VMEs in North Western Pacific as life-supporting resources – challenges and possible science-based approaches to solutions
The essential question regarding the global change research is how to identify, explain and predict the negative changes in the life-supporting marine ecosystems under the natural and anthropogenic influence forcing? The guidelines elaborated by FAO on Deep-sea Fisheries in the High Seas aimed to provide tools and guidance on their application, and to facilitate and encourage the efforts of States and RFMO/As towards sustainable use of marine living resources, prevention of significant adverse impacts on deep-sea VMEs, and protection of marine biodiversity that these ecosystems contain. Developing of life-supporting marine ecosystems along the Asia-Pacific coasts, being of high importance for this densely populated region, requires a synthesis of physical and biological data for the science-based management and socio-ecological policy making. Involvement of countries is needed to unite the experience and knowledge of the marine scientists, management specialists and policy makers to synthesize the existing fragmentary data on the physical environments (water quality, currents, etc) and build the high-resolution observational databases that can contribute to filling data gaps. The following stage is to analyze these data together with the information on the biodiversity and reproductive potential of key groups of marine organisms for scientifically based recognition of the risky changes in the coastal marine ecosystems (for instance, coral reefs) and explain their reasons. It allows applying the existing data and expanding our experience to estimate the adaptive capacity and self-restoration potential of VMEs in different NW Pacific areas.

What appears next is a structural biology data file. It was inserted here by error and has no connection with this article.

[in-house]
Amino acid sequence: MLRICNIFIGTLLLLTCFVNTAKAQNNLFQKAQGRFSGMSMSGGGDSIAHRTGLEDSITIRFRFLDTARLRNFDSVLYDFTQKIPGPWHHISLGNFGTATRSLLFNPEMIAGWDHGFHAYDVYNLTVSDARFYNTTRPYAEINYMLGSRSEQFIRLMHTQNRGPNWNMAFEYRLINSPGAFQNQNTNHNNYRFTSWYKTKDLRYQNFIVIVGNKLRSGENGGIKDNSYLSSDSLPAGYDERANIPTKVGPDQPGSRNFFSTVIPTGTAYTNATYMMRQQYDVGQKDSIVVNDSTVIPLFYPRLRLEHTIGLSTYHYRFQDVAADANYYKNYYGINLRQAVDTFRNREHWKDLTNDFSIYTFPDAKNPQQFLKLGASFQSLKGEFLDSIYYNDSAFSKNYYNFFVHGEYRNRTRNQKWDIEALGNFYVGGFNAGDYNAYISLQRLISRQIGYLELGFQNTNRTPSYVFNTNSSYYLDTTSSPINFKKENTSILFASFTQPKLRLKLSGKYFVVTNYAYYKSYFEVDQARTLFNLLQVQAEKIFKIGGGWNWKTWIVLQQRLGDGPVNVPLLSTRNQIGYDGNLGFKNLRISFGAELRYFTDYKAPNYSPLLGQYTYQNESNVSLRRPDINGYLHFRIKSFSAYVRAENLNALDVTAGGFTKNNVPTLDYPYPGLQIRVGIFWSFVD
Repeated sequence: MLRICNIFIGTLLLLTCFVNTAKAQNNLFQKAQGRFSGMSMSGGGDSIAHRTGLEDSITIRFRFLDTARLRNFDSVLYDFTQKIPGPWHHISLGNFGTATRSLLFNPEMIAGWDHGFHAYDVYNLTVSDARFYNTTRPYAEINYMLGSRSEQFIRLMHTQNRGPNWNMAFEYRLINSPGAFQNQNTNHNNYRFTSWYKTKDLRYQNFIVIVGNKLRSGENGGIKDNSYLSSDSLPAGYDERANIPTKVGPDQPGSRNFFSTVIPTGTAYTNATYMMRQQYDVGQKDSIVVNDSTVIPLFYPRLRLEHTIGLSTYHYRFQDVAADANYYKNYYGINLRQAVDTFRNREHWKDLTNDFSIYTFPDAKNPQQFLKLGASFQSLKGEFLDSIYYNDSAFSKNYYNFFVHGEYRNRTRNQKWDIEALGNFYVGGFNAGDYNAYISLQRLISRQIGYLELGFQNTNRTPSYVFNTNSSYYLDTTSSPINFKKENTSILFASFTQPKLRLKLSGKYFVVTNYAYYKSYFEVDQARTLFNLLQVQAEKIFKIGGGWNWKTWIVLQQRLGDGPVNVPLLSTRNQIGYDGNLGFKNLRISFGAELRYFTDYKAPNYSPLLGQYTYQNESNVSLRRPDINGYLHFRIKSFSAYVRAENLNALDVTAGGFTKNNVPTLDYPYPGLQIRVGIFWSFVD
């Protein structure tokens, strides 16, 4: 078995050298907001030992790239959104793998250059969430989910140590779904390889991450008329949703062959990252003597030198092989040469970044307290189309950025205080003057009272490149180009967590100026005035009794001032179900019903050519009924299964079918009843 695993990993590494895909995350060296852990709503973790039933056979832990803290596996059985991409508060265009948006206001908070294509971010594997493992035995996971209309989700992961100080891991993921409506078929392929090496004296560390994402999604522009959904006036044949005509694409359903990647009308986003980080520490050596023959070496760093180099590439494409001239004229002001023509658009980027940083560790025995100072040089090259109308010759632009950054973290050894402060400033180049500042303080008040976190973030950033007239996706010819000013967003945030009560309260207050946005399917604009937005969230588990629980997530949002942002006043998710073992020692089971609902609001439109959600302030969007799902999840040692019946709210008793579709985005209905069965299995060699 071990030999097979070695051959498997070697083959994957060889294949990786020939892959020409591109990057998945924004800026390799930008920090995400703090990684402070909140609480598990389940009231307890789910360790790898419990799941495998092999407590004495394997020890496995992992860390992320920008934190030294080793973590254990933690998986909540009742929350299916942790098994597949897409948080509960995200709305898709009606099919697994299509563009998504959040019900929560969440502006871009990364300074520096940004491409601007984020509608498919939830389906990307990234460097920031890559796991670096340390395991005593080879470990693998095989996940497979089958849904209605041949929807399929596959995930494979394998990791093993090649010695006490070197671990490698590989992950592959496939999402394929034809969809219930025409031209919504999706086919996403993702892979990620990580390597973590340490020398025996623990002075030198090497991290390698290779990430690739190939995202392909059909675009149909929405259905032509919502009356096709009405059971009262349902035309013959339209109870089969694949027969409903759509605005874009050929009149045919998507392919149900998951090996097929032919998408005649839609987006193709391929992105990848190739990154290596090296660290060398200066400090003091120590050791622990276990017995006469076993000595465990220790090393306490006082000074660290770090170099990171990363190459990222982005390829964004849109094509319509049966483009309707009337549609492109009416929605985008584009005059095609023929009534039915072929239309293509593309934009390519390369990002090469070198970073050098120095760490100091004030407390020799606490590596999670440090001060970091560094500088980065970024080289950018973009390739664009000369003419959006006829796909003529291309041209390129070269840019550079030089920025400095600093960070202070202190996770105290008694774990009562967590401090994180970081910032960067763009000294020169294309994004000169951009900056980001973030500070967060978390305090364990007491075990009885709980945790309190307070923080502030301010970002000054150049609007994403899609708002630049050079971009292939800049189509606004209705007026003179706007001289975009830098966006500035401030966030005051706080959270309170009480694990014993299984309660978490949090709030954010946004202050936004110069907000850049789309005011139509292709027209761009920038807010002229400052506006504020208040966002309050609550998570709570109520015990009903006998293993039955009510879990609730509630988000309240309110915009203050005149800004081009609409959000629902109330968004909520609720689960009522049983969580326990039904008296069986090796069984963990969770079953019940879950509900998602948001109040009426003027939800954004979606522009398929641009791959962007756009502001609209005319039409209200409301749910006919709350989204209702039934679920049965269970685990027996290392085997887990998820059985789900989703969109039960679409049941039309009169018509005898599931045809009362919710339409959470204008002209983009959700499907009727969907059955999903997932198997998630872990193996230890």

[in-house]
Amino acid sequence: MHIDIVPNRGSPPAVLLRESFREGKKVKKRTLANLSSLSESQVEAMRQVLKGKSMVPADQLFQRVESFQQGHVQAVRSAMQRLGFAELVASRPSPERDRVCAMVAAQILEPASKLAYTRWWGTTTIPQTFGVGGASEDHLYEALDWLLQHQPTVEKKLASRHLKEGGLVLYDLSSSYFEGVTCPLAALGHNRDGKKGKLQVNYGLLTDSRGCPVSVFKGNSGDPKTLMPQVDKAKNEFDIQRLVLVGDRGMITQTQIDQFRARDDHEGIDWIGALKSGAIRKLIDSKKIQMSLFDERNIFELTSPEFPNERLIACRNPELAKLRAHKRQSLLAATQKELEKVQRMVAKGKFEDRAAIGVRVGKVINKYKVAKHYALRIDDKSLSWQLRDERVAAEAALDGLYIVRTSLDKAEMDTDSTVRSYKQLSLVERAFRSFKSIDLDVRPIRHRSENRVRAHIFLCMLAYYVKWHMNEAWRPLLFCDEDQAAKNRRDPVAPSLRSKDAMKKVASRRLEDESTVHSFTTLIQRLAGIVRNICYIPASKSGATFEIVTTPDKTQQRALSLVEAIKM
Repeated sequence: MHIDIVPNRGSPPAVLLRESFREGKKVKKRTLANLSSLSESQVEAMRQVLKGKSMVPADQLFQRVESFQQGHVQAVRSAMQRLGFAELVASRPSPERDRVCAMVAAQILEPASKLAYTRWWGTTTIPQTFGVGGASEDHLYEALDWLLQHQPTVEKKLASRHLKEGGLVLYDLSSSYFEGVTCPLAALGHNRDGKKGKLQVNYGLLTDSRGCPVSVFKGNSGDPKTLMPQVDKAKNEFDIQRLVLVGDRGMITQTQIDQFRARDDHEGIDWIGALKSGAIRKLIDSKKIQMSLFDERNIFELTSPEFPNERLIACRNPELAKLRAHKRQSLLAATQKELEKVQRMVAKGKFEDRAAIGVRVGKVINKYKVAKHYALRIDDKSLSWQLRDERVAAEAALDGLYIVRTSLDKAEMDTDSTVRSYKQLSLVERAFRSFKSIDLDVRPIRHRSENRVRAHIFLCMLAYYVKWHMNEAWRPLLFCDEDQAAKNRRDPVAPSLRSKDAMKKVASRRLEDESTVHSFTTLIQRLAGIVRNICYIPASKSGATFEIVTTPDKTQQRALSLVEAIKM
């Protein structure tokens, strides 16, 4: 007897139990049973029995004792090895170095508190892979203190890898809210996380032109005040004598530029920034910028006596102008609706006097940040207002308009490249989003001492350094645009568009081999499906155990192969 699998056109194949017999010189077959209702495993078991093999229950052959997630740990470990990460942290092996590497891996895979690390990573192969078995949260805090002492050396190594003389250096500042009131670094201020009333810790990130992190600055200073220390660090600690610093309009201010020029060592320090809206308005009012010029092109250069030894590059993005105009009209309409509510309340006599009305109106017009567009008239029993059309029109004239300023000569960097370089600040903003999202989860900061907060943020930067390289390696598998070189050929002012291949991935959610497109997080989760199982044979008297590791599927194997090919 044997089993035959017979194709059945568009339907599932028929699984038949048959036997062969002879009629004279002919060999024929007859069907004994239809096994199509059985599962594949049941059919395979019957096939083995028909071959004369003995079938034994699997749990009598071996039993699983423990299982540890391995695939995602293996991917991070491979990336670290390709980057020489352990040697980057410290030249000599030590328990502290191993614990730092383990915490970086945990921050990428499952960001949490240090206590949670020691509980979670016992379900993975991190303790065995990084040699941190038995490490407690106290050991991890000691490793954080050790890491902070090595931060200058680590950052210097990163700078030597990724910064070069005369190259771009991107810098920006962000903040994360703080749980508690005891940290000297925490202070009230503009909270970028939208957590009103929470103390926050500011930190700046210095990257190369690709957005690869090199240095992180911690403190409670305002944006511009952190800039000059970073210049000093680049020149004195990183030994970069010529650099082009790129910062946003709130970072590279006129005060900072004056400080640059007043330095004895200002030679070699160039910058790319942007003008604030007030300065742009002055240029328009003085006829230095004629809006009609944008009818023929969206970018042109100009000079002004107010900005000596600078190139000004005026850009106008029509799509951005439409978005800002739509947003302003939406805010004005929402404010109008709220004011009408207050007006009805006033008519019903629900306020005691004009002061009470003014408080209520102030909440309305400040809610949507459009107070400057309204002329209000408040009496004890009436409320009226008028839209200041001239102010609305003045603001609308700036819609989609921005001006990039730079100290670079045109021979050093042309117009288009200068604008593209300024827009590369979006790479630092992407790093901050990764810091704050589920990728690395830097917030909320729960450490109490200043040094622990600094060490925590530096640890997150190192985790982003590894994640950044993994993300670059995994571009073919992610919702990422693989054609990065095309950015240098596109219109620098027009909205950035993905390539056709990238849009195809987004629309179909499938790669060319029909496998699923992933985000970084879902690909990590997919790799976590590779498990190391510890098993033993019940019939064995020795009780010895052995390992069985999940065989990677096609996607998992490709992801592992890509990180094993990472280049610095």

Main points for VMEs survey and research along with Asia-Pacific coasts are the same both in Far East Seas (Russian waters) and in subtropical/tropical areas:
1. How to find VMEs? 2. How to understand the functional structure of VMEs and predict their change in nearest future? 3. How to compare the conservation strategies for VME in shallow waters and deep sea?
This crosscutting research includes a range of sciences – from marine physics and chemistry to biodiversity and reproduction of marine organisms – and implies the development of international collaboration for these multidisciplinary assessments in the region. For instance, the study of large-scale dispersal ways of corals, basic substrata-making inhabitants of VMEs, and other key marine organisms in the NW Pacific would be promising under attention of wide spectrum of scientists and practitioners from all the involved countries. That international cooperation also allows the dissemination of science-based policy options for enhancing of the fishing restriction operation both in High Seas and for national strategy development for the rational use of marine living resources.